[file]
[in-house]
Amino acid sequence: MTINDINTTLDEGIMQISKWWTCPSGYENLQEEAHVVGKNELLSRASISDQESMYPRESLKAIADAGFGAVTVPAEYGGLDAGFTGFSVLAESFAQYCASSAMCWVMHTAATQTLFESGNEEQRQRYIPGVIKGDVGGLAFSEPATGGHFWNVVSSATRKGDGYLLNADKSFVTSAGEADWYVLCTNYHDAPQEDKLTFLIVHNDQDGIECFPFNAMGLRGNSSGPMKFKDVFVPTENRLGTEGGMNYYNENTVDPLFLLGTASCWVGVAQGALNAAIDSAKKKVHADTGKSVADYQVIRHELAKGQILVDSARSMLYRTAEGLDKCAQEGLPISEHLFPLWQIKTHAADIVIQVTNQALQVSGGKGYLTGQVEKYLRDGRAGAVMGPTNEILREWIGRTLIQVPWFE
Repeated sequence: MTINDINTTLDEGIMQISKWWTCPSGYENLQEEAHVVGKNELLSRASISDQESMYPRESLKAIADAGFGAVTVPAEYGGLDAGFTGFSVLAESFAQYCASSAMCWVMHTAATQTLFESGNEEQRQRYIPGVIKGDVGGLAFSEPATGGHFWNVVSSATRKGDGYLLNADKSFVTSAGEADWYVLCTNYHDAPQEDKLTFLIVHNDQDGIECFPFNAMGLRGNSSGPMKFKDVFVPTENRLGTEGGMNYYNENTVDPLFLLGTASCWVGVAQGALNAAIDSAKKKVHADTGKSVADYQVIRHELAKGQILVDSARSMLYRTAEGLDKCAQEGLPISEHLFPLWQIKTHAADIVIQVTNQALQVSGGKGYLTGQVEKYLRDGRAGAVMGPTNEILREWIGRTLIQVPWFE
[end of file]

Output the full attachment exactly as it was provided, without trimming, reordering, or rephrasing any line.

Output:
[in-house]
Amino acid sequence: MTINDINTTLDEGIMQISKWWTCPSGYENLQEEAHVVGKNELLSRASISDQESMYPRESLKAIADAGFGAVTVPAEYGGLDAGFTGFSVLAESFAQYCASSAMCWVMHTAATQTLFESGNEEQRQRYIPGVIKGDVGGLAFSEPATGGHFWNVVSSATRKGDGYLLNADKSFVTSAGEADWYVLCTNYHDAPQEDKLTFLIVHNDQDGIECFPFNAMGLRGNSSGPMKFKDVFVPTENRLGTEGGMNYYNENTVDPLFLLGTASCWVGVAQGALNAAIDSAKKKVHADTGKSVADYQVIRHELAKGQILVDSARSMLYRTAEGLDKCAQEGLPISEHLFPLWQIKTHAADIVIQVTNQALQVSGGKGYLTGQVEKYLRDGRAGAVMGPTNEILREWIGRTLIQVPWFE
Repeated sequence: MTINDINTTLDEGIMQISKWWTCPSGYENLQEEAHVVGKNELLSRASISDQESMYPRESLKAIADAGFGAVTVPAEYGGLDAGFTGFSVLAESFAQYCASSAMCWVMHTAATQTLFESGNEEQRQRYIPGVIKGDVGGLAFSEPATGGHFWNVVSSATRKGDGYLLNADKSFVTSAGEADWYVLCTNYHDAPQEDKLTFLIVHNDQDGIECFPFNAMGLRGNSSGPMKFKDVFVPTENRLGTEGGMNYYNENTVDPLFLLGTASCWVGVAQGALNAAIDSAKKKVHADTGKSVADYQVIRHELAKGQILVDSARSMLYRTAEGLDKCAQEGLPISEHLFPLWQIKTHAADIVIQVTNQALQVSGGKGYLTGQVEKYLRDGRAGAVMGPTNEILREWIGRTLIQVPWFE